Pursuit of critical assets to drive hostile M&A activity in 2020

There were a significant number of hostile M&A bids in 2019.

Deal Dynamics spoke with Washington, D.C.-based Hogan Lovells Corporate Partner Joseph Gilligan to get his read on this activity and what we may see in 2020.  

2019 saw several high-profile hostile M&A transactions hit the headlines. Was this activity largely confined to North America?

Hostile takeover activity remained significant throughout 2019, though lower than in recent years, both in terms of the number of hostile transactions and their percentage of overall M&A activity. Many of these hostile bids occurred in the United States, including high-profile matters such as Xerox’s US$33 billion bid for HP, MNG’s US$1.4 billion offer for Gannett, and Crane’s $1.7 billion bid for Circor International.

However, hostile M&A was definitely not a purely U.S. phenomenon in 2019. Many of the largest hostile bids originated from companies outside of the United States. These included proposed mega-deals such as the US$36 billion bid by the Hong Kong Exchange for the London Stock Exchange Group, Barrick Gold’s US$19 billion bid for Newmont Mining and Merck KGaA’s US$6.3 billion bid for Versum Materials. 

We also saw the cross-border acquisition of Tiffany by LVMH quickly move from an unsolicited bid to a friendly negotiated transaction when LVMH raised its proposed price from US$14.5 billion to US$16 billion. 

Moreover, far from being restricted to specific sectors or geographic regions, hostile bidding was evident across industries and the capitalization spectrum, both in the U.S. and internationally, throughout 2019.

Interestingly, after a long drought for hostile deal making, the Japanese M&A market saw a blitz of offers in 2019 including Itochu’s unsolicited approach for Descente that resulted in its acquisition of a controlling stake, and HIS’s bid for real estate company Unizo Holdings, which triggered an extended bidding war by several global investment firms.

Given the low levels of success historically for hostile offers, were bids in 2019 able to generate better results for potential buyers?

Despite the significant number of hostile offers in 2019, the failure rate for these bids remained high, underlining the difficulties associated with this approach. Even transactions at substantial premiums over current market trading prices faced resistance by target companies and their boards, including Circor’s successful rejection of Crane’s bid notwithstanding a proposed per-share premium of greater than 50%.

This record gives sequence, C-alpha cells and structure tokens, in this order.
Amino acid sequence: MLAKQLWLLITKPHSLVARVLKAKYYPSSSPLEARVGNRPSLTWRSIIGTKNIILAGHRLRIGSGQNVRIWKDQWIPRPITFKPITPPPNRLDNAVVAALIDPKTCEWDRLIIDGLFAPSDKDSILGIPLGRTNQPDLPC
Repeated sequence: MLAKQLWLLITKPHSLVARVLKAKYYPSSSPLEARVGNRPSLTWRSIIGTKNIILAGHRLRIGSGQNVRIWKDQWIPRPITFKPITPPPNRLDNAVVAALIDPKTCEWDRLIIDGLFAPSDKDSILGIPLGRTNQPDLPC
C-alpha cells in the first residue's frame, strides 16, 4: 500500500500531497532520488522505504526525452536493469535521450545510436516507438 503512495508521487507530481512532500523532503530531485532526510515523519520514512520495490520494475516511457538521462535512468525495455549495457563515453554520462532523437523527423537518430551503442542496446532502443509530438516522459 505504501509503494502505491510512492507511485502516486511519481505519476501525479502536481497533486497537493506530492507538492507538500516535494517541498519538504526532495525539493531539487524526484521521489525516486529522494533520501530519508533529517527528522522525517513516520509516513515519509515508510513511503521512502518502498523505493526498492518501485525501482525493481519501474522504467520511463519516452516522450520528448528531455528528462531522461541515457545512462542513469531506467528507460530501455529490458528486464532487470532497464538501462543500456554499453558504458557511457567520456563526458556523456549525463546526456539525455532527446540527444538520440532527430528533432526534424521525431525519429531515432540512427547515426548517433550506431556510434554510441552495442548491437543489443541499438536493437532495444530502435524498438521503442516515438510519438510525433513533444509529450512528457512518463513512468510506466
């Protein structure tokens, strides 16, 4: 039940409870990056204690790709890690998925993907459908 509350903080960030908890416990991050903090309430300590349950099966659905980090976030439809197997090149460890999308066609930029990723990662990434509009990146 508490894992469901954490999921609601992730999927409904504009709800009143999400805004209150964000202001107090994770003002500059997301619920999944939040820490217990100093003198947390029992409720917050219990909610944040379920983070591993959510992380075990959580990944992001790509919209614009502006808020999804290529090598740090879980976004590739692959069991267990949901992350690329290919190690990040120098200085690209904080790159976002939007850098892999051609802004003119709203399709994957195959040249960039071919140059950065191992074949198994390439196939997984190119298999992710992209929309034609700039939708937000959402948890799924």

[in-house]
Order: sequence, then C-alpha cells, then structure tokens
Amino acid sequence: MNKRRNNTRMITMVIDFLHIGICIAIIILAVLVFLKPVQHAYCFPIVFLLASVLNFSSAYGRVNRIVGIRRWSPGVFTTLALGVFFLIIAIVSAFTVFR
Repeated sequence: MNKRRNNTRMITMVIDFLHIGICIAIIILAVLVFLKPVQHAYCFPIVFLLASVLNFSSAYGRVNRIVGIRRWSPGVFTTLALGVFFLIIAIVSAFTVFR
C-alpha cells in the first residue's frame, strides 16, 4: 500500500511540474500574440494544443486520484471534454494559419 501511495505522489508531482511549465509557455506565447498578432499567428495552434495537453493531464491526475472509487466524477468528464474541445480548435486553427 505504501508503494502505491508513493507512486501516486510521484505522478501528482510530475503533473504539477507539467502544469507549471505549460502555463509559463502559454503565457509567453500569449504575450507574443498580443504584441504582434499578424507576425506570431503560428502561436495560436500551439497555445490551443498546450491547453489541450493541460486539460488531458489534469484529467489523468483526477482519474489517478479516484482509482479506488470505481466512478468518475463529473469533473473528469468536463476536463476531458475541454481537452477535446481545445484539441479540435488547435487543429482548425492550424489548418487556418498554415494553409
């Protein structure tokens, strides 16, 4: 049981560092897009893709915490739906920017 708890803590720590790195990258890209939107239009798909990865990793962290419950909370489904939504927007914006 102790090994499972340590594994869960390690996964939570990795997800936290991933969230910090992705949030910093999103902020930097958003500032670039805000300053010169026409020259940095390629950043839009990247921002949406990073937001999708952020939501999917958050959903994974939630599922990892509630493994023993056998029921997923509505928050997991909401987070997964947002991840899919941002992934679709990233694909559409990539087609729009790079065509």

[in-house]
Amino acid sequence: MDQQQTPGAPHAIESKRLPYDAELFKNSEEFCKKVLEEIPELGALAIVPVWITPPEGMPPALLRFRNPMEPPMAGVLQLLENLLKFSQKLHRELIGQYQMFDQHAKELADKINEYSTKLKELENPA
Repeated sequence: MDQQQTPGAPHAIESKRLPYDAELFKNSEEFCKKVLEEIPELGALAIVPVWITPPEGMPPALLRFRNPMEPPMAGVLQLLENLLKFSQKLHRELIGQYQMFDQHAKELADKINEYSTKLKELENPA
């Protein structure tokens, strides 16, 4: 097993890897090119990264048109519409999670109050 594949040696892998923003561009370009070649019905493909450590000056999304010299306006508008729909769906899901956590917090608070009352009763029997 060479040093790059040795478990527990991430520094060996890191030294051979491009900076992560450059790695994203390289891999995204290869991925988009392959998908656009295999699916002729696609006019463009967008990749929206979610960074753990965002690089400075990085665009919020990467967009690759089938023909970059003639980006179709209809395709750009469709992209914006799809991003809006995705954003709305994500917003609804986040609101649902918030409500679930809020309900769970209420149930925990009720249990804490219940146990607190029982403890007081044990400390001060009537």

Pursuing a process that requires the bidder to actively circumvent a board of directors and seek to directly engage and persuade shareholders is arduous. Boards can employ a broad range of tactics in response and, in some cases, refuse to pursue a transaction even when a majority of shareholders have signalled their support. Would-be buyers often must overcome structural defences, including classified or “staggered” boards, local antitakeover statutes, and shareholder rights plans (commonly referred to as “poison pills”) that are only redeemable by the target’s board.

So in your opinion, does it remain very difficult to succeed with a hostile bid?

Given the significant obstacles in any hostile situation, even aggressive bidders willing to offer compelling premiums and apply maximum pressure to target company boards, including through public relations campaigns that can become very antagonistic, may find it difficult to succeed. 

Further, we often advise clients that they should understand before launching a hostile takeover bid that the proposed transaction will become a very public auction in which the target, assuming its board ultimately elects to proceed with a sale transaction, will almost certainly undertake a process to ensure that it has received the highest price reasonably available. 

As a result, a hostile suitor launching a campaign should be very confident that it is the party willing to pay the highest price. Otherwise, it may just be triggering the process under which another bidder will become the eventual successful buyer.   

However, as we saw this past year with the Merck KGaA acquisition of Versum and the unsolicited but successful approach by LVMH for Tiffany, bidders offering significant premiums with the deep financial resources to provide certainty of payment can still succeed. 

There is an abundance of available capital looking to be deployed in the market in 2020. Would you expect to see significant hostile activity in the remainder of the year?

Given the ongoing uncertainty in the general economic climate and the increased focus by governments, including the United States, on protecting certain sensitive technologies and industries, we would not be surprised to see the general slowdown in hostile activity that we have experienced in recent years continue in 2020. 

Of course, with interest rates remaining low in many jurisdictions and organic growth for companies in many industries continuing to present challenges, we would also continue to expect those companies that identify strategically critical opportunities to seek to pursue those transactions – even if it requires going around a recalcitrant board of directors and taking the proposal directly to the target company shareholders.

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